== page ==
CHARLESTON, W.Va. -- The Obama administration is continuing to delay action on several key mine safety and health rules, including one aimed at ending deadly black lung disease, according to a new regulatory agenda made public this week.Officials announced the moves in the Department of Labor's semiannual regulatory agenda, which was published online Wednesday.The department's Mine Safety and Health Administration said in its portion of the agenda that a rule aimed at lowering exposure to coal dust that causes black lung won't be finalized until at least September.MSHA's previously listed target date for the final rule was June.
Agency officials did not state a reason for the delay, and a department spokesman did not respond to a request for comment.The delay comes as researchers continue to warn of a "sense of urgency" to take action because of a resurgence in black lung, especially in Appalachia and among younger miners, who have worked under current dust limits that were supposed to protect them from the disease.Black lung, or coal workers' pneumoconiosis, is an irreversible and potentially deadly disease caused by exposure to coal dust. Between 1996 and 2005, nearly 10,000 coal miners nationwide died of black lung, according to the National Institute for Occupational Safety and Health.West Virginia recorded the second-most black lung deaths of any state, with more than 1,800 during that period, according to NIOSH. That compares to 87 miners killed in on-the-job accidents during that same period, according to federal data.A year ago, in July 2012, a joint investigation by National Public Radio and The Center for Public Integrity, a Washington, D.C.-based nonprofit investigative journalism organization, reported on the resurgence of black lung and, with additional reporting by The Charleston Gazette, documented widespread cheating by mining companies on dust samples and inaction by federal regulators over the past quarter-century to address the problem.In October 2010, MSHA proposed new rules as part of what the agency touted as an aggressive plan to end the disease. Among other steps, the MSHA proposal would reduce the legal limit for dust in underground mines from 2 milligrams of dust per cubic meter of air to 1 milligram of dust per cubic meter of air. A Labor Department advisory commission recommended the change in 1996, and NIOSH has been urging since 1995 that the limit be tightened. Industry officials argue that recent increases in black lung rates are a regional problem and don't require a new nationwide rule.In August 2012, the federal Government Accountability Office issued a major report that supported MSHA's proposal to toughen coal dust limits to fight a resurgence of black lung. That GAO report's findings ended a block by congressional Republicans on the issuance of the final MSHA rule.Since the GAO report, though, MSHA has reported no significant actions on its proposed rule. A final version has not been recorded as being filed with the White House Office of Management and Budget -- where a review could take months -- and MSHA officials refuse to say much about the topic.The latest MSHA regulatory agenda also indicates that the agency is delaying a final rule to require underground mine operators to equip continuous-mining machines with devices meant to protect miners from being run over or crushed by those machines.That rule was to be finalized by May but has been delayed until August, the regulatory agenda says.A separate proposed rule to require these "proximity detection" devices on other underground equipment was delayed from July to November.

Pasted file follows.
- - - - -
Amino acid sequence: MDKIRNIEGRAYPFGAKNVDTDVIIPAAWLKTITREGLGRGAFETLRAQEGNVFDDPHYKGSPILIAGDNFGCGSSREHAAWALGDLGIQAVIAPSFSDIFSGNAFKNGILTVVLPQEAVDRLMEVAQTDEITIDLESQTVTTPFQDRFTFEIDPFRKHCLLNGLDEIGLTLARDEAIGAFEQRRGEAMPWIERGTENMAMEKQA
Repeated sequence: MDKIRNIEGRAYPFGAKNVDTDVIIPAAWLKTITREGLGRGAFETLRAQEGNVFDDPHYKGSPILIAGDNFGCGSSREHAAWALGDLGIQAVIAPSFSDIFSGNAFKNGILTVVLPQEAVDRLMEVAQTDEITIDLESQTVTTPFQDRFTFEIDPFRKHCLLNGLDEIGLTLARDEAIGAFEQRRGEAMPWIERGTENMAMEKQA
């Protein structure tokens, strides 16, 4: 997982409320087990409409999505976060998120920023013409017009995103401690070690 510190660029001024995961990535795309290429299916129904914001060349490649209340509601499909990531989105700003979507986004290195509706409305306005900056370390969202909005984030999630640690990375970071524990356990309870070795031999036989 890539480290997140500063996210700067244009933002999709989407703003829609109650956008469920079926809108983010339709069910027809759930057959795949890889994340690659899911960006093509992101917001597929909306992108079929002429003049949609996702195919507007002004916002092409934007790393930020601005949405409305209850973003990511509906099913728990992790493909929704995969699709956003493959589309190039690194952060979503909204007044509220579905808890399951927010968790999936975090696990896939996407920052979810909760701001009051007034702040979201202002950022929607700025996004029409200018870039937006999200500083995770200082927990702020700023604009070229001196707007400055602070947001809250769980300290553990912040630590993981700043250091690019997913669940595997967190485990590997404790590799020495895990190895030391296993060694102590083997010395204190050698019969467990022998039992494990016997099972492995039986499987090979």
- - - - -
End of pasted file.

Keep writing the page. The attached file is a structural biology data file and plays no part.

The new MSHA regulatory agenda also says the agency plans a new initiative to seek comments on issues related to the April 2010 explosion that killed 29 miners at the Upper Big Branch Mine in Raleigh County."The request for information will request data, comments, and information on issues related to rock dusting, ventilation, mine examinations, certified persons and MSHA-approved instructors," the regulatory agenda said.MSHA doesn't plan to publish the request for comments until October.Reach Ken Ward Jr. at email@example.com or at 304-348-1702.